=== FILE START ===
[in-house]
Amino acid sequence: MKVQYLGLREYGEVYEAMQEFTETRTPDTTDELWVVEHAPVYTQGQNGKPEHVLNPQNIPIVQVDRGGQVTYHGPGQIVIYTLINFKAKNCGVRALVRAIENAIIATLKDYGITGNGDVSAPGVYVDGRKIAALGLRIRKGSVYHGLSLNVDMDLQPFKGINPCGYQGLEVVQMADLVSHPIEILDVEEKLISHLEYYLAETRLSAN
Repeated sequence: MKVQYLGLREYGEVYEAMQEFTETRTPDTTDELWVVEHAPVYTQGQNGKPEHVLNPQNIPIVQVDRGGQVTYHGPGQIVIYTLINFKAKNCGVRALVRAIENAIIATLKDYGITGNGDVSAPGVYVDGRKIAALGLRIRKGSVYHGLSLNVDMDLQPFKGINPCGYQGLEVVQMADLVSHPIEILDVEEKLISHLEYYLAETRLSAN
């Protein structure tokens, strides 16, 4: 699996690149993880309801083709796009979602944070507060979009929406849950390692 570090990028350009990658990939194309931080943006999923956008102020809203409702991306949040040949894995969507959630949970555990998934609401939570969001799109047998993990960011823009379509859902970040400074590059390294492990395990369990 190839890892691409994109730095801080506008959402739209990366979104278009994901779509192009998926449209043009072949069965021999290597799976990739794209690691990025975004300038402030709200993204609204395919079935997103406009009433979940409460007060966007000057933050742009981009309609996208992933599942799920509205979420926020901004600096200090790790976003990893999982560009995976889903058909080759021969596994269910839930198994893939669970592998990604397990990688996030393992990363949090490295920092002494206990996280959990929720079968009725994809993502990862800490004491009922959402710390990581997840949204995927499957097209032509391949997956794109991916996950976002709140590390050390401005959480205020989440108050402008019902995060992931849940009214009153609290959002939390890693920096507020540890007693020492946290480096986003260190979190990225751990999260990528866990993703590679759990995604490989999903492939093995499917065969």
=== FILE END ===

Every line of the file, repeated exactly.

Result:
[in-house]
Amino acid sequence: MKVQYLGLREYGEVYEAMQEFTETRTPDTTDELWVVEHAPVYTQGQNGKPEHVLNPQNIPIVQVDRGGQVTYHGPGQIVIYTLINFKAKNCGVRALVRAIENAIIATLKDYGITGNGDVSAPGVYVDGRKIAALGLRIRKGSVYHGLSLNVDMDLQPFKGINPCGYQGLEVVQMADLVSHPIEILDVEEKLISHLEYYLAETRLSAN
Repeated sequence: MKVQYLGLREYGEVYEAMQEFTETRTPDTTDELWVVEHAPVYTQGQNGKPEHVLNPQNIPIVQVDRGGQVTYHGPGQIVIYTLINFKAKNCGVRALVRAIENAIIATLKDYGITGNGDVSAPGVYVDGRKIAALGLRIRKGSVYHGLSLNVDMDLQPFKGINPCGYQGLEVVQMADLVSHPIEILDVEEKLISHLEYYLAETRLSAN
């Protein structure tokens, strides 16, 4: 699996690149993880309801083709796009979602944070507060979009929406849950390692 570090990028350009990658990939194309931080943006999923956008102020809203409702991306949040040949894995969507959630949970555990998934609401939570969001799109047998993990960011823009379509859902970040400074590059390294492990395990369990 190839890892691409994109730095801080506008959402739209990366979104278009994901779509192009998926449209043009072949069965021999290597799976990739794209690691990025975004300038402030709200993204609204395919079935997103406009009433979940409460007060966007000057933050742009981009309609996208992933599942799920509205979420926020901004600096200090790790976003990893999982560009995976889903058909080759021969596994269910839930198994893939669970592998990604397990990688996030393992990363949090490295920092002494206990996280959990929720079968009725994809993502990862800490004491009922959402710390990581997840949204995927499957097209032509391949997956794109991916996950976002709140590390050390401005959480205020989440108050402008019902995060992931849940009214009153609290959002939390890693920096507020540890007693020492946290480096986003260190979190990225751990999260990528866990993703590679759990995604490989999903492939093995499917065969």